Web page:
Latin-Spiced Rib Eye with Sautéed Onions and Cilantro
- TOTAL TIME:
- SERVINGS: 4
Known as bistec encebollado throughout the Caribbean, this dish is particularly popular in Puerto Rico. Since the meat cooks so quickly, it's best to use a tender cut, like rib eye or strip steak; filet mignon works too, if you feel like splurging. To save time, have your butcher cut the steak and pound it.
- 1 teaspoon ground cumin
- 1 teaspoon dried oregano
- 1 teaspoon garlic powder
- 1 teaspoon onion powder
- Kosher salt and freshly ground pepper
- 2 large garlic cloves, minced and smashed to a puree
- 2 tablespoons extra-virgin olive oil
- 2 medium sweet onions, such as Maui or Spanish sweets, sliced crosswise 1/8 inch thick
- 1 1/2 pounds rib eye steak or 1 pound New York strip or tenderloin, cut into 8 pieces and pounded 1/3 inch thick
- 1 cup beef stock or low-sodium broth
- 1 tablespoon plus 1 teaspoon distilled white vinegar
- 2 tablespoons unsalted butter, at room temperature
- 3/4 cup cilantro leaves
- In a small bowl, combine the cumin, oregano and garlic and onion powders, 1 teaspoon of salt and 1/2 teaspoon of pepper. Season the steaks on both sides with the spice mixture and rub them with the garlic puree.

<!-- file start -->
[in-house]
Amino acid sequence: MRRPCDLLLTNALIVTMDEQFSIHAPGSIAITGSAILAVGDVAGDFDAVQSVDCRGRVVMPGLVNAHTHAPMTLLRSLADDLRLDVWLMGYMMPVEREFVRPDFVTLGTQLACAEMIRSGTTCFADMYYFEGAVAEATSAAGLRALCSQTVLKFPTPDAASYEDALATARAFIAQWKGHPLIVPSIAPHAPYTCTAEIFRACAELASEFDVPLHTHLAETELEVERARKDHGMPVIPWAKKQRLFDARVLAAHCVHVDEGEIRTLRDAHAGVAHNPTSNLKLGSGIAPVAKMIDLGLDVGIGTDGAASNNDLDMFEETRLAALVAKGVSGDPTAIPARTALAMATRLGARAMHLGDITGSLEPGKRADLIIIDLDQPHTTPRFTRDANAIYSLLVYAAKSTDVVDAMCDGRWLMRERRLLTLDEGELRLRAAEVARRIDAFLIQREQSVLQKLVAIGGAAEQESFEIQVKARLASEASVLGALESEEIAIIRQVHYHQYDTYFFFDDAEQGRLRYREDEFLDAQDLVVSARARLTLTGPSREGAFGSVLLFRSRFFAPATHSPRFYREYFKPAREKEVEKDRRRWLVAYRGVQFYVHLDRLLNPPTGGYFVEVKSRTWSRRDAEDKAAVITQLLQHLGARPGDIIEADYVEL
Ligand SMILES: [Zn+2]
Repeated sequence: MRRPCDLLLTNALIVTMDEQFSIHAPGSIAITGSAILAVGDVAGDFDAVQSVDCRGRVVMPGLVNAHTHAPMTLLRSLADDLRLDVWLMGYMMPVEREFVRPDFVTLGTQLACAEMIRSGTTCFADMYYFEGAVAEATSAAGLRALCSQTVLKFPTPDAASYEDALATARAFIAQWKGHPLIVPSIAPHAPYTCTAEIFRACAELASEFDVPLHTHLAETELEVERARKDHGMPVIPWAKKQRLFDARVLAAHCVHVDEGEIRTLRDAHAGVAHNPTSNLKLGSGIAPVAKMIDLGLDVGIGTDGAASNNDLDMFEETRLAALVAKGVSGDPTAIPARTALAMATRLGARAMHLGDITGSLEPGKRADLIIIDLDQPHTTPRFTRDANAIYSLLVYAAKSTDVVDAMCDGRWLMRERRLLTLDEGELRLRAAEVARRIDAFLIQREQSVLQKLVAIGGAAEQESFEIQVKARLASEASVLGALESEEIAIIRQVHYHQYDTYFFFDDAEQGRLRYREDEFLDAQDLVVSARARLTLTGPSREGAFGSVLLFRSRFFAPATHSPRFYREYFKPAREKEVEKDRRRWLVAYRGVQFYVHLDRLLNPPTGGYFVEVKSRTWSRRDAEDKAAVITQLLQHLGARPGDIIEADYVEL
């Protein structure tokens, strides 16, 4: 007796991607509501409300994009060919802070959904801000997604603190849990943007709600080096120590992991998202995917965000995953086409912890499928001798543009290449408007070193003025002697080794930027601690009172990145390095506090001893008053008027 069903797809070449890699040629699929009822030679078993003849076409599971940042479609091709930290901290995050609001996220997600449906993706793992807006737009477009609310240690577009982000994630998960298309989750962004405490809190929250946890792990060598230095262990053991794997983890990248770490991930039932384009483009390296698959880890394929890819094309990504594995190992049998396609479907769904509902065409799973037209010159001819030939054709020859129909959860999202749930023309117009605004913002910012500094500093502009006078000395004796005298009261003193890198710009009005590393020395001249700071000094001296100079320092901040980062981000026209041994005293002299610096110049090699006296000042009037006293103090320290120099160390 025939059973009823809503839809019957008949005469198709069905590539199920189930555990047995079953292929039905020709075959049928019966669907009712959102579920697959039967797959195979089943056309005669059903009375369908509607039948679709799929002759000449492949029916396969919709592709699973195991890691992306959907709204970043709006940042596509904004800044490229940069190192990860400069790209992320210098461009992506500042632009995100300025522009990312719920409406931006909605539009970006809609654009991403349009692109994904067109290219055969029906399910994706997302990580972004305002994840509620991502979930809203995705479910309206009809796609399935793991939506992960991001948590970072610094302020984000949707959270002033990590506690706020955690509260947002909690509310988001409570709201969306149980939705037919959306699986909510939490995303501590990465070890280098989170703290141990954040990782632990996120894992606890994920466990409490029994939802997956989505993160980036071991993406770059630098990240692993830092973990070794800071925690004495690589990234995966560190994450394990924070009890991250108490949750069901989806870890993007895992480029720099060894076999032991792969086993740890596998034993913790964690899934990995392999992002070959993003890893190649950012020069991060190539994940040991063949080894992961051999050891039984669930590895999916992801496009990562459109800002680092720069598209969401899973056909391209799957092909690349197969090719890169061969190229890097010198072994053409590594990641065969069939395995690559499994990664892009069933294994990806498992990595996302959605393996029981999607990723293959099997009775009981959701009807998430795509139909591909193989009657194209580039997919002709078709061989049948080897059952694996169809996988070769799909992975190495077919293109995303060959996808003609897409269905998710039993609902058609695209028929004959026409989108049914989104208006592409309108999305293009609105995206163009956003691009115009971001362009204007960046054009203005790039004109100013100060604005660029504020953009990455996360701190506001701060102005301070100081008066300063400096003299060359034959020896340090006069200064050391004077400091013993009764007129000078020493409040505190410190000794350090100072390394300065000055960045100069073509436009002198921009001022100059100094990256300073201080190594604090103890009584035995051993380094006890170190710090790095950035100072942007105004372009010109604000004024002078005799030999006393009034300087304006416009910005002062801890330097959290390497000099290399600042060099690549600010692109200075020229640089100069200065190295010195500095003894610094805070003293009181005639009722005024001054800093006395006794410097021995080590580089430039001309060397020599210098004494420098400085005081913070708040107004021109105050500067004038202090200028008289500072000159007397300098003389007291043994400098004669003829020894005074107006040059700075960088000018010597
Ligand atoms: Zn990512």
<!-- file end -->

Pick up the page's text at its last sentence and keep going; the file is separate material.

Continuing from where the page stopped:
- In a large skillet, heat 1 tablespoon of the olive oil. Add 4 of the steaks and cook over high heat until browned, 1 minute per side; transfer to a plate. Repeat with the remaining olive oil and meat.
- Reduce the heat to moderate and add the onions to the skillet, stirring until coated with oil. Cover and cook until just softened, about 5 minutes, stirring halfway through. Transfer the onions to a shallow bowl and cover with foil.
- Add the stock to the skillet and simmer over moderately high heat for 1 minute, scraping up any browned bits from the bottom of the pan with a wooden spoon. Stir in the vinegar and butter and cook until the butter is completely melted and blended into the sauce.
- Return the meat, any accumulated juices and the onions to the skillet and turn to coat and heat through. Transfer to plates, top with the cilantro and serve.
Since this dish is a bit tricky to match with winethe meat calls for a tannic, dry red while the onions need something sweetopt for a California Merlot from Monterey County. It has the sweet fruit, tremendous brightness and tannic astringency to balance all the flavors here.